More than 70 years after the end of World War II, the Holocaust remains a central feature of modern Jewish identity. Countless organizations, both Jewish and not, include Holocaust education and support for the dwindling numbers of survivors — many of them living in poverty — as part of their mission. Below are a few that a worthy of support.
The Blue Card
The Blue Card is an American charity that provides direct financial assistance to needy Holocaust survivors in addition to other services, including in-home care and emotional support. Two-thirds of those it serves cannot leave home without assistance and many others live alone on limited funds. The group helps nearly 3,000 survivor households in 35 states.
United States Holocaust Memorial Museum
Opened in 1993, this museum on the National Mall in Washington is the official United States’ official memorial to the Holocaust. Tens of millions of visitors, including nearly 100 heads of states, have visited its galleries. The museum website, available in 16 languages, is among the leading online resources for Holocaust education. The museum also offers a wide range of additional programming, including traveling exhibitions, resources for teachers, Holocaust commemorations, and public education about other genocides.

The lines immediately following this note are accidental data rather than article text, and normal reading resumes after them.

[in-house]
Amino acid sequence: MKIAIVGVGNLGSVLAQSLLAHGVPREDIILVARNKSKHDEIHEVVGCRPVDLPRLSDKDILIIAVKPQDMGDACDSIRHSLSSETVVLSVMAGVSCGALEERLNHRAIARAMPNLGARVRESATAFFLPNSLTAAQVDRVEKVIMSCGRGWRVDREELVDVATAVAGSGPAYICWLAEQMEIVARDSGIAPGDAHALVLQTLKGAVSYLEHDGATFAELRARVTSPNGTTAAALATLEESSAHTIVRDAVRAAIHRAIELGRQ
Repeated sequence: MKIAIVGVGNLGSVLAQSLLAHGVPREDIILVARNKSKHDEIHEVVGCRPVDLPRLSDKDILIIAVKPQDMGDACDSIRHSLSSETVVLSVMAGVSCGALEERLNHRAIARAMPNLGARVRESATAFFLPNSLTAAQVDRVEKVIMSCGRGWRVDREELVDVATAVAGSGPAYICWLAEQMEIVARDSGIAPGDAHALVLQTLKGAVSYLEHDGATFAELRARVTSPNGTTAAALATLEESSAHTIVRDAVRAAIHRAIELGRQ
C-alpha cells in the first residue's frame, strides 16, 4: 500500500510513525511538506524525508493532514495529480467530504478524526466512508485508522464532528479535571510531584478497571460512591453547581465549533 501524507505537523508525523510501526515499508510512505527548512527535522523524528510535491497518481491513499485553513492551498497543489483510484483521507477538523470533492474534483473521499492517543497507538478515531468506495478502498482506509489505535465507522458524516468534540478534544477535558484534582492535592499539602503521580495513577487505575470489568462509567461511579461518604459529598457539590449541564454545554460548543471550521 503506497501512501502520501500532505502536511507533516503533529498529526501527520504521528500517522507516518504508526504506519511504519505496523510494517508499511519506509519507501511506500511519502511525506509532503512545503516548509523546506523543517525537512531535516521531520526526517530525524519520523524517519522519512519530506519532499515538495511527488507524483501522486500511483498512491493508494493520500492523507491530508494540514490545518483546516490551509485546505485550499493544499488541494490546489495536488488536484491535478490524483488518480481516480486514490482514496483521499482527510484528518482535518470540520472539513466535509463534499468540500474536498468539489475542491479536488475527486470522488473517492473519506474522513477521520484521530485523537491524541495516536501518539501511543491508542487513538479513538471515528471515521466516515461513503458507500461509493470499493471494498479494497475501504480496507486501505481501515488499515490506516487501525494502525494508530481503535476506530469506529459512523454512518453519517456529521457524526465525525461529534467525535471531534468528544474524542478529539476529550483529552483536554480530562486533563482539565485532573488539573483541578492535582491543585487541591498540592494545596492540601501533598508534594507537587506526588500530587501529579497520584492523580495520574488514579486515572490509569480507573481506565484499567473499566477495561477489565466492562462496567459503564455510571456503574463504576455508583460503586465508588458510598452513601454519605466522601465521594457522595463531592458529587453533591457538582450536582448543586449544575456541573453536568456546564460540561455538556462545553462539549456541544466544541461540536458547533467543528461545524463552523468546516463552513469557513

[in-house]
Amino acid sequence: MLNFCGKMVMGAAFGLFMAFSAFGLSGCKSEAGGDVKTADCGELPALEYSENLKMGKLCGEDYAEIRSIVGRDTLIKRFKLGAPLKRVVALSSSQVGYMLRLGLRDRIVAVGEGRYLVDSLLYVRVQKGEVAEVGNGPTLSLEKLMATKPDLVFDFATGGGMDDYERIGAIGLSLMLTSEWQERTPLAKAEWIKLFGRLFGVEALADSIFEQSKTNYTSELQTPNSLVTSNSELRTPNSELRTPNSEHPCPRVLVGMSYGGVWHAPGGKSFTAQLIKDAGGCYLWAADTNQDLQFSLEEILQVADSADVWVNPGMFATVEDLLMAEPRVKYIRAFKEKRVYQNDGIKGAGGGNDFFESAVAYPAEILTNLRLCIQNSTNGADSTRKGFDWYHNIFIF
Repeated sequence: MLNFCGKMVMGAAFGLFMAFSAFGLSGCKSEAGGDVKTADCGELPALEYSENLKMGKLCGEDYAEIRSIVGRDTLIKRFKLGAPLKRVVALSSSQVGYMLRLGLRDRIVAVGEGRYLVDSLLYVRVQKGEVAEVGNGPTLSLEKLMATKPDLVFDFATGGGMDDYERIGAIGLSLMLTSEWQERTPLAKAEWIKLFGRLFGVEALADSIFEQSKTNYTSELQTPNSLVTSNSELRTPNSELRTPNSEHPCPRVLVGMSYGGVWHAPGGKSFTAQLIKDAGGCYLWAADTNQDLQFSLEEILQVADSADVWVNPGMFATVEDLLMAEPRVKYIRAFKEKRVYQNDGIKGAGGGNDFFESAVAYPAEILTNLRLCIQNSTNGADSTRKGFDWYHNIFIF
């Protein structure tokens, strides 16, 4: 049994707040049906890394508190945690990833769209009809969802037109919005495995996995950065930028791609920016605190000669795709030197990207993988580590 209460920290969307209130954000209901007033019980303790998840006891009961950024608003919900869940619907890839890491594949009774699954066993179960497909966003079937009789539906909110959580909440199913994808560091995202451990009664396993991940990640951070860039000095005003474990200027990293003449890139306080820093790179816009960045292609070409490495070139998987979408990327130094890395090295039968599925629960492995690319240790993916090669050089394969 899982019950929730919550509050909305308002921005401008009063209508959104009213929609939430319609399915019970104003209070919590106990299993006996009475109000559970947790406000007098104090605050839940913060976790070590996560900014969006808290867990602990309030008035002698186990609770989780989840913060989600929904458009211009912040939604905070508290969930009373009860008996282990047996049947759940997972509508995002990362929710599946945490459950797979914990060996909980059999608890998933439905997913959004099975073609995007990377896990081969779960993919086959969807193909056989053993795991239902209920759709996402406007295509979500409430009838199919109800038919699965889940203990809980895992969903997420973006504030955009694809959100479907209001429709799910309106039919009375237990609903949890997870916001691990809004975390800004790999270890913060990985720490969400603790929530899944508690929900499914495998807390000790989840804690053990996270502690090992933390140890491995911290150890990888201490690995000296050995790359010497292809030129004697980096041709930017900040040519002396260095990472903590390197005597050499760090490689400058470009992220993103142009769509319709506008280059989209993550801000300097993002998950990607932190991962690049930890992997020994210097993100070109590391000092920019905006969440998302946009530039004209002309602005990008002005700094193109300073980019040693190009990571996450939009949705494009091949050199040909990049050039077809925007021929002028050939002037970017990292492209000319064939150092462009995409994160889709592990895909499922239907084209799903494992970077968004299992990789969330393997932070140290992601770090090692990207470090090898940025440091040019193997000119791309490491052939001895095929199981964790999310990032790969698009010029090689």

USC Shoah Foundation
Established in 1994 by the filmmaker Steven Spielberg, the foundation’s main work is the preservation of Holocaust memory through the recorded testimonies of survivors. Housed at the University of Southern California, the foundation currently houses 55,000 video testimonies and 115,000 hours of footage, all of it indexed and coded to the minute to make it easily searchable. The foundation also includes a center for genocide research and an educational arm that draws on the power of the filmed testimonies.
Center for Advancing Holocaust Survivor Care
The umbrella group of North American Jewish federations launched this center in 2015 to assist the estimated 100,00 American Holocaust survivors, many of whom live in poverty or are at risk of social isolation and depression. The center supports health and wellness programs for survivors, home-delivered meals and socialization programs, among others.
International Fellowship of Christians and Jews
Founded in 1983 to promote cooperation between Christians and Jews, the IFCJ operates a range of programs, including support for elderly Holocaust survivors in Europe and Israel. Many of these survivors live in poverty and isolation and the organization helps with food packages, medicines and heat during the winter.
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